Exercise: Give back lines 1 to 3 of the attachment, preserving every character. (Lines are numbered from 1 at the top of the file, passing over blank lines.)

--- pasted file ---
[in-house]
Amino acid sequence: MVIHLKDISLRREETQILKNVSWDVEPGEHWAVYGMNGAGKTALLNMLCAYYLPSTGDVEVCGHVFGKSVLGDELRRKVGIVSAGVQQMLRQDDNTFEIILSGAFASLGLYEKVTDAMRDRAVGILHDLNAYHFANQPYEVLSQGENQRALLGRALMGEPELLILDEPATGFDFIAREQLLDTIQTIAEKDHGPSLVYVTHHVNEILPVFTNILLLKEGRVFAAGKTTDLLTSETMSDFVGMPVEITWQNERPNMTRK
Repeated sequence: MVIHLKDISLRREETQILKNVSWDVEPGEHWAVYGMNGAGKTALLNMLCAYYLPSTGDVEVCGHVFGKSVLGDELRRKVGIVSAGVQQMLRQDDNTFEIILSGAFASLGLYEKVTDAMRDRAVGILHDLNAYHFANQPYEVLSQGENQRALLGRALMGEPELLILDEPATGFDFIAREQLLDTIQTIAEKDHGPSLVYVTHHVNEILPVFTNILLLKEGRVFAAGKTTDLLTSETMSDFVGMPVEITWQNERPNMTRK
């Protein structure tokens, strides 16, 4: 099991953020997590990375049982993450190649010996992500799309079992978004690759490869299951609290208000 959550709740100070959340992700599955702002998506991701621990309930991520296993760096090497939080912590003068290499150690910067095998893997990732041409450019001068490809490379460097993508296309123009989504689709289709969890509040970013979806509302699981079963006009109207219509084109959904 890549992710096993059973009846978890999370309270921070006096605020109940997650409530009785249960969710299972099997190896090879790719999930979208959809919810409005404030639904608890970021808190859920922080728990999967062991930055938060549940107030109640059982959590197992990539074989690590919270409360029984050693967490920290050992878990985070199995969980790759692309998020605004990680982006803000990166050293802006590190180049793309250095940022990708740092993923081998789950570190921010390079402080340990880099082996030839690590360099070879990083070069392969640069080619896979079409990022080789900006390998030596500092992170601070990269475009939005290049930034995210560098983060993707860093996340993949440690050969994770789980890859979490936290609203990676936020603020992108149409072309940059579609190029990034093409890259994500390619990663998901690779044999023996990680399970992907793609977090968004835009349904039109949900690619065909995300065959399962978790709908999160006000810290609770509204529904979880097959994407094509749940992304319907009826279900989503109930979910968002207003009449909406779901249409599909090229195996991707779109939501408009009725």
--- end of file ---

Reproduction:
[in-house]
Amino acid sequence: MVIHLKDISLRREETQILKNVSWDVEPGEHWAVYGMNGAGKTALLNMLCAYYLPSTGDVEVCGHVFGKSVLGDELRRKVGIVSAGVQQMLRQDDNTFEIILSGAFASLGLYEKVTDAMRDRAVGILHDLNAYHFANQPYEVLSQGENQRALLGRALMGEPELLILDEPATGFDFIAREQLLDTIQTIAEKDHGPSLVYVTHHVNEILPVFTNILLLKEGRVFAAGKTTDLLTSETMSDFVGMPVEITWQNERPNMTRK
Repeated sequence: MVIHLKDISLRREETQILKNVSWDVEPGEHWAVYGMNGAGKTALLNMLCAYYLPSTGDVEVCGHVFGKSVLGDELRRKVGIVSAGVQQMLRQDDNTFEIILSGAFASLGLYEKVTDAMRDRAVGILHDLNAYHFANQPYEVLSQGENQRALLGRALMGEPELLILDEPATGFDFIAREQLLDTIQTIAEKDHGPSLVYVTHHVNEILPVFTNILLLKEGRVFAAGKTTDLLTSETMSDFVGMPVEITWQNERPNMTRK